Population structure of the freshwater flatworm Crenobia alpina (Dana): old lineages and low gene flow

Authors


*Martin Brändle, Department of Animal Ecology, Faculty of Biology, Marburg University, Karl-v.-Frisch Str. 8, D-35032 Marburg, Germany.
E-mail: braendle@staff.uni-marburg.de

Abstract

Aim  The freshwater flatworm Crenobia alpina lives almost exclusively in headwaters of mountainous areas and is supposed to be a glacial relict. We examined genetic diversity within and between populations of C. alpina in order to determine the taxonomic status of purported subspecies and to understand large-scale biogeographical patterns of glacial relicts.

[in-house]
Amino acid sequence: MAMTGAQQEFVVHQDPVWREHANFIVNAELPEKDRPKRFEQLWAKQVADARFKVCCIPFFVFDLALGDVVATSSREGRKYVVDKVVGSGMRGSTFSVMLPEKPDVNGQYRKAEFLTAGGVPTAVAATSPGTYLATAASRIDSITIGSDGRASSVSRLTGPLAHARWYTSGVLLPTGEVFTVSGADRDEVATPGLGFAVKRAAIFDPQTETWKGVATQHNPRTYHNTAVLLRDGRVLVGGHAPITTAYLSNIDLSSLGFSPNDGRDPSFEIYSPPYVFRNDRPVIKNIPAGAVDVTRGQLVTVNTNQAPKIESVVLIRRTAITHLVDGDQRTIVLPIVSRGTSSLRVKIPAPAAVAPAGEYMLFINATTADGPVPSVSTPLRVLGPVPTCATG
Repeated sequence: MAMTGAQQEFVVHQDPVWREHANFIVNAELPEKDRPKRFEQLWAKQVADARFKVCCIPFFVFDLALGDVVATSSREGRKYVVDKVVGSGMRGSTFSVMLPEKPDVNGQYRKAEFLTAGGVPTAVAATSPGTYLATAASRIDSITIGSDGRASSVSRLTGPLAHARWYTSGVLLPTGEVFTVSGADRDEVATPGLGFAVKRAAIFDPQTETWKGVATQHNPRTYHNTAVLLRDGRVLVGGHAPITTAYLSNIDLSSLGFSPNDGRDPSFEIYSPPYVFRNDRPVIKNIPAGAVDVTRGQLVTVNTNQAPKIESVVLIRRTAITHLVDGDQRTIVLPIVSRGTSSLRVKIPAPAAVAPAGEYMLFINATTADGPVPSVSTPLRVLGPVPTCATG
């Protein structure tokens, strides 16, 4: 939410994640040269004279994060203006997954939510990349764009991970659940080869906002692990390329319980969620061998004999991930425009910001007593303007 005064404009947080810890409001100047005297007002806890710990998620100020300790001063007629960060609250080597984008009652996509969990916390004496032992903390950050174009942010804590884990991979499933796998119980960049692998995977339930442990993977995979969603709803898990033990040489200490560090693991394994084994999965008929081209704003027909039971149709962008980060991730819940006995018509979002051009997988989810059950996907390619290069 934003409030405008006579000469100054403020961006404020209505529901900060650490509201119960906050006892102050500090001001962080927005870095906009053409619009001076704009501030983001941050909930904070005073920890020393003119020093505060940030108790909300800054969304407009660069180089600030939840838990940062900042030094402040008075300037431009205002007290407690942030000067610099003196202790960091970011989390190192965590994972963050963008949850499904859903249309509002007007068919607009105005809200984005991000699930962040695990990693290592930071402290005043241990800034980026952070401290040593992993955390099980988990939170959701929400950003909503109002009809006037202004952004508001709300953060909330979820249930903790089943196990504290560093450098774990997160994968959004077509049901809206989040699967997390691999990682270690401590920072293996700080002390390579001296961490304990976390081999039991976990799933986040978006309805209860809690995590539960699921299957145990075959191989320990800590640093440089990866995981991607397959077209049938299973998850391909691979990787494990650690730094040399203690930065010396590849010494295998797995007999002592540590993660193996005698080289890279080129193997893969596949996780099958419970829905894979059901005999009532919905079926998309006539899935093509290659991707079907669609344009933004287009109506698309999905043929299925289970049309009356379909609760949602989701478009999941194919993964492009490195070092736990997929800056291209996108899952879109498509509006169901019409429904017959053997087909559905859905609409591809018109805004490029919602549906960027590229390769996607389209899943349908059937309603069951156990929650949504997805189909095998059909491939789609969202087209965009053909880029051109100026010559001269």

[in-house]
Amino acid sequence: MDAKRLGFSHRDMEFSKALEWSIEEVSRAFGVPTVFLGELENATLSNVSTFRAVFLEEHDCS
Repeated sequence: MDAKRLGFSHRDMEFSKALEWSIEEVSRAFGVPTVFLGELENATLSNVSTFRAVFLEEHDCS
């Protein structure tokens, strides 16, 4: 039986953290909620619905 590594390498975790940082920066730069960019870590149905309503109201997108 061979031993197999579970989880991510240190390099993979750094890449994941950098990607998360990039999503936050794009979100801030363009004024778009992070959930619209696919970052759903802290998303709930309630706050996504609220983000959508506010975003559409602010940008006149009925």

Location  Central Europe.

Methods  We analysed mitochondrial DNA sequences and polymorphic allozyme loci of C. alpina populations across its range in central Europe. Sequences were compared using parsimony, minimum evolution and maximum likelihood. Allozymes were analysed using traditional as well as Bayesian estimates of F statistics.

Results  We found considerable divergence between haplotypes. For each of the two lineages occurring throughout central Europe, allozymes showed considerable differentiation between populations and a strong isolation by distance effect. Hence populations are effectively isolated even across rather small spatial scales.

Main conclusions  There is strong evidence that C. alpina is a complex of distinct lineages or cryptic species that date back to the late Miocene. The separation of lineages may be associated with the formation of deep valleys at the end of the Messinian Crisis.

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